I test several motor types to demonstrate which can be used in a Go Kart, electric bike/vehicle application. I show a Washing machine motor, Treadmill motor, scooter and others…
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1. First video reference to a car starter… (not a recommended motor type. They are designed to run at max for 10-30 seconds not extended periods of time)
2. Second video reference to car alternator
A very well presented Project, but as mentioned above, car alternators aren’t designed to be loaded in reverse like that for extended periods of time.
3. The inverter shown is rated at 6000 watts peak, and 3000 continuous according to the paper work. However, this could easily mean 1500 watts per plug. So my first impression in the video is likely wrong.
4. In the US Washing machine motors are usually induction motors, but in other countries they are often universal motors.
5. The Tesla uses a custom three phase AC motor. This type of system cost thousands of dollars to have the right motor, controller, and battery bank to match. There is a reason the Tesla cost so much. This I think is way outside the scope of a backyard go kart project. If you have the budget you can certainly use a AC motor designed for this application. I was focused on Household recycled AC motors when making this video.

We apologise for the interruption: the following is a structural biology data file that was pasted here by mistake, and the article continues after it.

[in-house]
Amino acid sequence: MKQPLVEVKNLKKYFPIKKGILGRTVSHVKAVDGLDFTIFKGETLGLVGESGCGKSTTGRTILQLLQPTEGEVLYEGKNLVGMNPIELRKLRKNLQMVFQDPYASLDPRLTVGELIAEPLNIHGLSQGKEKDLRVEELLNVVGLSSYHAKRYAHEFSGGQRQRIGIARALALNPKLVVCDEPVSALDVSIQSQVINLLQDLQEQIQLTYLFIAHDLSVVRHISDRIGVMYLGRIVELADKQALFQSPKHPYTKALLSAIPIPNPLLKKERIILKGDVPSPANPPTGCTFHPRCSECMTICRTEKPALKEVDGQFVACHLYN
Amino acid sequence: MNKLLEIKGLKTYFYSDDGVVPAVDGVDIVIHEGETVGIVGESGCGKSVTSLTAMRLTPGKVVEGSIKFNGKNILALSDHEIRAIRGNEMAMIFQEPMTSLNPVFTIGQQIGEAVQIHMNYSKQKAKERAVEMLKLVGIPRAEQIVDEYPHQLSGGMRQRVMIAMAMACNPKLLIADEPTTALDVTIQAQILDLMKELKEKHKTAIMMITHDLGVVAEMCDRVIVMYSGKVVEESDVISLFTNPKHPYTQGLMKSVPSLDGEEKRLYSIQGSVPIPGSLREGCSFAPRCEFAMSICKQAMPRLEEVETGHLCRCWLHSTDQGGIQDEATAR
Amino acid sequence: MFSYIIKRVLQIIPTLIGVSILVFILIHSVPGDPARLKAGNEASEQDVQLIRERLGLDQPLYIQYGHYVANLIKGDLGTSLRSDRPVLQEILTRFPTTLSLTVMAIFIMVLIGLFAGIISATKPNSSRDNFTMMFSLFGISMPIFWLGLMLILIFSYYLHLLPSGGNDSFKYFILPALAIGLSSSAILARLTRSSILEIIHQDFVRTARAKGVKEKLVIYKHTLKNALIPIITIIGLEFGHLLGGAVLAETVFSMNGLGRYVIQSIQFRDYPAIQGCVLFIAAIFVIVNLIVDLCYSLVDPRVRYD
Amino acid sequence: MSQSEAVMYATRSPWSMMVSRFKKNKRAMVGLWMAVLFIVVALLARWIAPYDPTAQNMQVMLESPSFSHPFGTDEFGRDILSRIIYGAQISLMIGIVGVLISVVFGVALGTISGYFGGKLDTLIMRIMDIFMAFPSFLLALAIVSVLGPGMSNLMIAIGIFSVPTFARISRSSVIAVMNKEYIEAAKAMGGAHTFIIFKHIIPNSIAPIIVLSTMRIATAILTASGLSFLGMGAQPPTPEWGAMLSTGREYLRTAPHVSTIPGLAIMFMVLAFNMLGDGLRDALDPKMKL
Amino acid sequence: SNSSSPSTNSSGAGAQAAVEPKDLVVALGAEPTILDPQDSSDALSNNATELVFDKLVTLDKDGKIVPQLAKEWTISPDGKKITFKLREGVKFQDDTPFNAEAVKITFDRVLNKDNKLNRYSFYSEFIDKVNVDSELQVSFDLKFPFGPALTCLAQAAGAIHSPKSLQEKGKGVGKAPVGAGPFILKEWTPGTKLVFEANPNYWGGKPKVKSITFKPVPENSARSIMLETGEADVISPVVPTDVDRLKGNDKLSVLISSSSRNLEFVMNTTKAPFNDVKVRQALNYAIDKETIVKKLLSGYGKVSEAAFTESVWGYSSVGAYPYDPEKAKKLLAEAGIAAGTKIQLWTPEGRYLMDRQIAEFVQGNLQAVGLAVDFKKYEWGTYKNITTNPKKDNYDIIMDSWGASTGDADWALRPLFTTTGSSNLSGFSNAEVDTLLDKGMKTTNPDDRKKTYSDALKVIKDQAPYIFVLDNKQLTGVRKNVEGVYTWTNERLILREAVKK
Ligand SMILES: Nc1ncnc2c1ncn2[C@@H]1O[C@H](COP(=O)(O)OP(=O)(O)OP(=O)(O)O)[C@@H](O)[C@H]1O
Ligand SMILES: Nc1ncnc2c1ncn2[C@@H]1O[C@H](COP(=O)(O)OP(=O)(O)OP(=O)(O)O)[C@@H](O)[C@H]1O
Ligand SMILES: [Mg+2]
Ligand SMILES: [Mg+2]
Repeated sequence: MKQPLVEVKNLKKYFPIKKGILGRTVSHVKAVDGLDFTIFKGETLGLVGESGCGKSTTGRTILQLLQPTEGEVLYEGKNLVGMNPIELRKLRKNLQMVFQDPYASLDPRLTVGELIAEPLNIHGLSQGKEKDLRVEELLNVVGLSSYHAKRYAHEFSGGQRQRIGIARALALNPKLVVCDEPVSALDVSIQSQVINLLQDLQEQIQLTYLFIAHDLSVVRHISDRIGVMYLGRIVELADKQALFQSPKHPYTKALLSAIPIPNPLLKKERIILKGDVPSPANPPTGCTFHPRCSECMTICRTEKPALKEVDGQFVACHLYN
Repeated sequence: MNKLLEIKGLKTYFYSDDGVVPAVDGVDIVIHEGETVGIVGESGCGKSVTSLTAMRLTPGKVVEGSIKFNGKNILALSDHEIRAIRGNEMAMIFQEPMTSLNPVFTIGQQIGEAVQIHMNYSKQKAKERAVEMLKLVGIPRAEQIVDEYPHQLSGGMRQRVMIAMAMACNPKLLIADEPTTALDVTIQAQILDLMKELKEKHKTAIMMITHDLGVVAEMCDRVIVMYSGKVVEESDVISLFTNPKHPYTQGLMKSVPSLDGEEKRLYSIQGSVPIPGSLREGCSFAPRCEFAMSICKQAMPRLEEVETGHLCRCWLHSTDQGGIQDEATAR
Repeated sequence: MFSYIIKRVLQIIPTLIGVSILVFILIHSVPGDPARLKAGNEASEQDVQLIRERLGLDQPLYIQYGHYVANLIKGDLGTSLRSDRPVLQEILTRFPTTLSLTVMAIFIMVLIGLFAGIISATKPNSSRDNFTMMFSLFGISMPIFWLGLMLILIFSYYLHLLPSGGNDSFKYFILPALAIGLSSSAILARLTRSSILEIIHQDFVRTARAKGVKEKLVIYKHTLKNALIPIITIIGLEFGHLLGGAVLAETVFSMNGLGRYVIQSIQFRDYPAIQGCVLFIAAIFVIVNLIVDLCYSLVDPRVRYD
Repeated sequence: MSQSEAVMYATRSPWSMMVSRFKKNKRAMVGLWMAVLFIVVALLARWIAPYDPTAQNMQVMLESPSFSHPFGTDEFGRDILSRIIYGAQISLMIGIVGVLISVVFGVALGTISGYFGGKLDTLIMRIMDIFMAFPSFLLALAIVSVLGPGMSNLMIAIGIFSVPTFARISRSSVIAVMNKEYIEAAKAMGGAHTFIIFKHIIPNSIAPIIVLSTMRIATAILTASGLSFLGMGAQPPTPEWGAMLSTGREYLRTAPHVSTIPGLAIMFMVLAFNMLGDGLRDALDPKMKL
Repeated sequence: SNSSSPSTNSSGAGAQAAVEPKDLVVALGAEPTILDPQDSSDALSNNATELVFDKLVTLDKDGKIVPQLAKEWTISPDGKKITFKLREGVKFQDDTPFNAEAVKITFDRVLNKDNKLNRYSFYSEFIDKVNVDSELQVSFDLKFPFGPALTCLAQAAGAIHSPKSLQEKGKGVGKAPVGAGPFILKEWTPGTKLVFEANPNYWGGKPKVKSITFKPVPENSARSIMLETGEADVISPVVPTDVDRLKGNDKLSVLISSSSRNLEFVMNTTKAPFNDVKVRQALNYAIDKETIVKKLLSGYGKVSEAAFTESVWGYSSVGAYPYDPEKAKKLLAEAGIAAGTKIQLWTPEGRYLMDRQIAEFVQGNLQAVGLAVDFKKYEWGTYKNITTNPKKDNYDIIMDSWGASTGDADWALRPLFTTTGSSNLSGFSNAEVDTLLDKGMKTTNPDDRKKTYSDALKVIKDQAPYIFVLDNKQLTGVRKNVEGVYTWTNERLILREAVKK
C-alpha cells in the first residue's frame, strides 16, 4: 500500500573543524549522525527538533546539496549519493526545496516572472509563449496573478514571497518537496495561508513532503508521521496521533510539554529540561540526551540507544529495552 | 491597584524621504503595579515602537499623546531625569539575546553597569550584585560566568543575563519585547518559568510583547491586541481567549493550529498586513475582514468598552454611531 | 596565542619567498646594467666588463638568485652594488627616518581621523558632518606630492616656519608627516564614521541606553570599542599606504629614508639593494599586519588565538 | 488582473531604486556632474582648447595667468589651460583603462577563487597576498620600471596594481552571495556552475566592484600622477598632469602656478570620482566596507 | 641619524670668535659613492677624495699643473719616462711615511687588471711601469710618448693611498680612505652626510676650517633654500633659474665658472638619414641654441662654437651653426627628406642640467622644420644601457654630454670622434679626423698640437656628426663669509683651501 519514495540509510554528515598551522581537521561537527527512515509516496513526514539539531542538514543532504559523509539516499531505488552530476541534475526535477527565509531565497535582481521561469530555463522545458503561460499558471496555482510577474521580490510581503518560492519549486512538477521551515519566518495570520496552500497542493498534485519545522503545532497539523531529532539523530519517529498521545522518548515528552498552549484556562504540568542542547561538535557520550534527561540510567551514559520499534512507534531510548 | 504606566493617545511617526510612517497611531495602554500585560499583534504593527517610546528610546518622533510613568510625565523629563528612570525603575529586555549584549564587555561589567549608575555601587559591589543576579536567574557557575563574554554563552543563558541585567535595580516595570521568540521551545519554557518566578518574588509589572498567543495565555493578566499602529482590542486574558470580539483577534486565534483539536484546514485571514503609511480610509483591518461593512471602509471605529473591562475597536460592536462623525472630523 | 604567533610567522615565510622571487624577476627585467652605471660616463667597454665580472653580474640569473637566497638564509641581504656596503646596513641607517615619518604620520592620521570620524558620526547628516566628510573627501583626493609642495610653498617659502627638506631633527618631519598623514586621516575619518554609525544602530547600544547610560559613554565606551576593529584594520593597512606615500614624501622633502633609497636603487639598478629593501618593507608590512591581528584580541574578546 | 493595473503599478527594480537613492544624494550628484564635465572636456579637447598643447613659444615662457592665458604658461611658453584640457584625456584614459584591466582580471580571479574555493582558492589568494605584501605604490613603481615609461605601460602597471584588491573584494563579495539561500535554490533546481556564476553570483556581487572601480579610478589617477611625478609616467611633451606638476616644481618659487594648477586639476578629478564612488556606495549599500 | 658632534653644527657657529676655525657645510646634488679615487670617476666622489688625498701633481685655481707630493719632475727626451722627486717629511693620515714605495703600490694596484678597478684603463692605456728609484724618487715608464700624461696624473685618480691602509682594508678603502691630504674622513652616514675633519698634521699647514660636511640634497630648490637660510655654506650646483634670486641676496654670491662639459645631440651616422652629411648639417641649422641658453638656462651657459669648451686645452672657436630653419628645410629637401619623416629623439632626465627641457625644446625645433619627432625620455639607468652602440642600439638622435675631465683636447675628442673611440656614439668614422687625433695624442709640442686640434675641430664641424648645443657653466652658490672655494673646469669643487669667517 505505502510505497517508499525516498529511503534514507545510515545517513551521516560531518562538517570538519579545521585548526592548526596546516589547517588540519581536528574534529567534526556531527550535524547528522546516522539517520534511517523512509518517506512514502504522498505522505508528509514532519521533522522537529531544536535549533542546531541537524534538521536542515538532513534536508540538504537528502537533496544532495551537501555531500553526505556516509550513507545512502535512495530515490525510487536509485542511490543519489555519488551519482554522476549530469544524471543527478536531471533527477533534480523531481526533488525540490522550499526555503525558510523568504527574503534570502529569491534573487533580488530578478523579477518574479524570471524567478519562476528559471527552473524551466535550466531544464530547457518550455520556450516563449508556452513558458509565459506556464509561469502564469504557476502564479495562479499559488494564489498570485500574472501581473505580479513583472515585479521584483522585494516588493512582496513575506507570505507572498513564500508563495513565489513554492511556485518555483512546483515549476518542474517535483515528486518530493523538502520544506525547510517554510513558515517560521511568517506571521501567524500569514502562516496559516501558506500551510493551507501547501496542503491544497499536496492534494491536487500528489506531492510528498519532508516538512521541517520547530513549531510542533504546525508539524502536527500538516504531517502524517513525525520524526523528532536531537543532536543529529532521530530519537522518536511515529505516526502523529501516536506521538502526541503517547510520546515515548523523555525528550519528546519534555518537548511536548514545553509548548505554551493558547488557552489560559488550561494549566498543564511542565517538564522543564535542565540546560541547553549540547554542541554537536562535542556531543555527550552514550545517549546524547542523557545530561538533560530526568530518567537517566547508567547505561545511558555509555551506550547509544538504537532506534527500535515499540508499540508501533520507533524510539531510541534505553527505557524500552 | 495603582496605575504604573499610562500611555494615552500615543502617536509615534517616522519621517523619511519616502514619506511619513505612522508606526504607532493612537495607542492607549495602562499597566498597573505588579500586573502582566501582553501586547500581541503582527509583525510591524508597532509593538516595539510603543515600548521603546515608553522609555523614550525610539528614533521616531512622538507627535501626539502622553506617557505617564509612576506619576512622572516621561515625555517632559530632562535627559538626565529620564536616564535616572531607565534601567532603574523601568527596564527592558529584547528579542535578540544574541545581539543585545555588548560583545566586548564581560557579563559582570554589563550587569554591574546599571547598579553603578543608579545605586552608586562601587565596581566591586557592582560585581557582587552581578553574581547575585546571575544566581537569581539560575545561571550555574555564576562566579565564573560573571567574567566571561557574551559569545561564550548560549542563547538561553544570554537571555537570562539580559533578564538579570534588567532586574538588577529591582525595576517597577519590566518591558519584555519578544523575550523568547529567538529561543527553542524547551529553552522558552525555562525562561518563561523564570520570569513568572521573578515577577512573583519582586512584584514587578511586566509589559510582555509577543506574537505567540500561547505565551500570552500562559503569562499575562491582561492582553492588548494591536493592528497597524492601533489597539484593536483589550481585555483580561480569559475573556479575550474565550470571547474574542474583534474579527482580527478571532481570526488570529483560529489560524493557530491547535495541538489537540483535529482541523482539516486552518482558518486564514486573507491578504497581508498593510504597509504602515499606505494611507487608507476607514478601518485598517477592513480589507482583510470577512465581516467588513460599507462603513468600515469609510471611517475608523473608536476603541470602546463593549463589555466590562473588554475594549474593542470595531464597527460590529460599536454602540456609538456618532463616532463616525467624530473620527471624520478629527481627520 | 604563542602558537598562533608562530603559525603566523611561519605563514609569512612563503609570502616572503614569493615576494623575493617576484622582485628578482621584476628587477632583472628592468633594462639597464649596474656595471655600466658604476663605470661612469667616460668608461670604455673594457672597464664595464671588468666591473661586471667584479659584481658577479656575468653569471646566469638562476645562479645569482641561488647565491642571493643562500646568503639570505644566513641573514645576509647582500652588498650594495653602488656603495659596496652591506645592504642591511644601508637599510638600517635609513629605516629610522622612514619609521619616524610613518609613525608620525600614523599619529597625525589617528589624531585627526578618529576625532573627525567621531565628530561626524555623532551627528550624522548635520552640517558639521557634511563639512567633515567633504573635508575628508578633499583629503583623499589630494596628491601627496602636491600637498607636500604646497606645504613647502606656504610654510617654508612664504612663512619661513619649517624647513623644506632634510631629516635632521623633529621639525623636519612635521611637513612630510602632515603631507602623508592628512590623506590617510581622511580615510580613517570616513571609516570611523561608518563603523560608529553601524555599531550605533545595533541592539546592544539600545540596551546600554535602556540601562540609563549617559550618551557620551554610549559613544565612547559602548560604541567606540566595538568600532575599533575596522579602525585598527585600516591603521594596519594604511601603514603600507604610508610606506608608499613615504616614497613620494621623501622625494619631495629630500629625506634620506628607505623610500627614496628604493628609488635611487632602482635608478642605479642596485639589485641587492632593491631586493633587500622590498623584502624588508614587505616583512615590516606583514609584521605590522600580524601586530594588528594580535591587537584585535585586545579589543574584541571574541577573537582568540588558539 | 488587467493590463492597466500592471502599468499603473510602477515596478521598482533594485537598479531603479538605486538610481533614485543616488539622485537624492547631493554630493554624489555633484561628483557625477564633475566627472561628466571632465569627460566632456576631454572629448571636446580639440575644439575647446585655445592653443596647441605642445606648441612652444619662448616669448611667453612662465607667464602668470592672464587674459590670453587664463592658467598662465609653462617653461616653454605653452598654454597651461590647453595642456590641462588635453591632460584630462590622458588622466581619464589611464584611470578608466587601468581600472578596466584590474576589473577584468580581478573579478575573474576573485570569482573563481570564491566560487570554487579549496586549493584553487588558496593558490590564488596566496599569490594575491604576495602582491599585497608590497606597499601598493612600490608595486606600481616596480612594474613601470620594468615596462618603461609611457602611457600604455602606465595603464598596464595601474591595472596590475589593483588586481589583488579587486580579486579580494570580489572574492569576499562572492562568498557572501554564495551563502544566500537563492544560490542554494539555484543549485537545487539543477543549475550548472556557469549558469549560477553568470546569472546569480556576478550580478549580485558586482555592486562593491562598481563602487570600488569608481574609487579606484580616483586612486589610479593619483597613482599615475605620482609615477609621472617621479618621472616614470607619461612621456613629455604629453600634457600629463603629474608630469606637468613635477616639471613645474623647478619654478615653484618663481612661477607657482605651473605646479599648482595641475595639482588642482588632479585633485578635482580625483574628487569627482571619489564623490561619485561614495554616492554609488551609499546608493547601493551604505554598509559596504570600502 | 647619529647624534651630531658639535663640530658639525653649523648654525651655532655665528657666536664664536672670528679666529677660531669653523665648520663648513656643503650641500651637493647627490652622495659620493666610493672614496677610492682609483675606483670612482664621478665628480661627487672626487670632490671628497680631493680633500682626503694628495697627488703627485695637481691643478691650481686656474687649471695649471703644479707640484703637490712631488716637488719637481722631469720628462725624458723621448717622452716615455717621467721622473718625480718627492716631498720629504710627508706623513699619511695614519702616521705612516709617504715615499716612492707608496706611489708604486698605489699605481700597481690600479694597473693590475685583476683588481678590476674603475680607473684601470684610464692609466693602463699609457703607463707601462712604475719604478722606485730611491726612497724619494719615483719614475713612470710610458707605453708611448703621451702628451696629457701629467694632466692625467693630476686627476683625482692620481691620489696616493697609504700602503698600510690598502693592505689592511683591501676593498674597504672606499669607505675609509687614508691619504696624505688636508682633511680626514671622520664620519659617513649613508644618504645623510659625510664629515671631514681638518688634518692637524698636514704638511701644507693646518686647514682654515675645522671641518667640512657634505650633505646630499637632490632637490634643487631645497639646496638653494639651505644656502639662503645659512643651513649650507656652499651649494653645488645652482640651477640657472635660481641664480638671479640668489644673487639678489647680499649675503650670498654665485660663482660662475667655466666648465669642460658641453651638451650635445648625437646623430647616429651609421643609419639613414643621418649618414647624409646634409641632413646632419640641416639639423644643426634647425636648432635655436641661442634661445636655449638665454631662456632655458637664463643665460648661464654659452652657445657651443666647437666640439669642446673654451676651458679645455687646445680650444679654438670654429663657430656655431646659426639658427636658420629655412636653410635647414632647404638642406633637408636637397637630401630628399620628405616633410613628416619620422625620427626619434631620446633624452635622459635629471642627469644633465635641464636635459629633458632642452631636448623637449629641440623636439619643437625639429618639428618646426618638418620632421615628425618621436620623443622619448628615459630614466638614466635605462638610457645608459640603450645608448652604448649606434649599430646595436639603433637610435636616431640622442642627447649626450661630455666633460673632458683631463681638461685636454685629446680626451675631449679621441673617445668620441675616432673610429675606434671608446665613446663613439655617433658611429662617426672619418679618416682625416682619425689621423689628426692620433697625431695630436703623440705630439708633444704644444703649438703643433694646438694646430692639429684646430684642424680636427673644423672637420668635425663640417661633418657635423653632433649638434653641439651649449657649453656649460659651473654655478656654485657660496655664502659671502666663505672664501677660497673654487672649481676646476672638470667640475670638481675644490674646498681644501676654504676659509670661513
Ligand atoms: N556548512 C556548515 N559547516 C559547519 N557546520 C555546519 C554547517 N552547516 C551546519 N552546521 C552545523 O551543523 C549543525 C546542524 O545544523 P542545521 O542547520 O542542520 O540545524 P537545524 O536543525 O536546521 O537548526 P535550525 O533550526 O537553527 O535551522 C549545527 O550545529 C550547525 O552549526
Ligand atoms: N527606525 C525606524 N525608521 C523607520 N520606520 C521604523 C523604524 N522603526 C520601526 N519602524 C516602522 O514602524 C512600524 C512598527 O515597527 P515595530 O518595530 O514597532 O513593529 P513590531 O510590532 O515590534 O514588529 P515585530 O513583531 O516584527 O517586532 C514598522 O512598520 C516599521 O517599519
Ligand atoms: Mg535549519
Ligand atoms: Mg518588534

6. “Brushless” DC motors are often called AC motors and that is completely appropriate. They are very similar to 3 phase AC motors except the way they are controlled is different. This topic was not covered in this video as I was primarily focused on the question of salvaged motors from household machines like washing machines. But certainly with the correct controller, a Brushless DC motors works with batteries. Many electric karts are powered by this type of motor.
In the video I say “three phase DC” but It is more appropriate to call it a AC motor when referring to “phases”. At the time I was thinking in terms of the way the guy was using the alternator. He was controlling it with a Brushless DC controller.
30 kph is 18.6 mph
Someone in the comments suggested that the 3000 watts limit might be 1500 watts per outlet. That does seem like a reasonable marketing “glitch”. This is not in the manual anywhere, but If this is true, the inverter is performing as advertised.
PLEASE UNDERSTAND…I receive hundreds of messages on all platforms (email, Facebook, comments etc) asking for advice, and help with projects. At this volume, I simply can’t do one on one advice.
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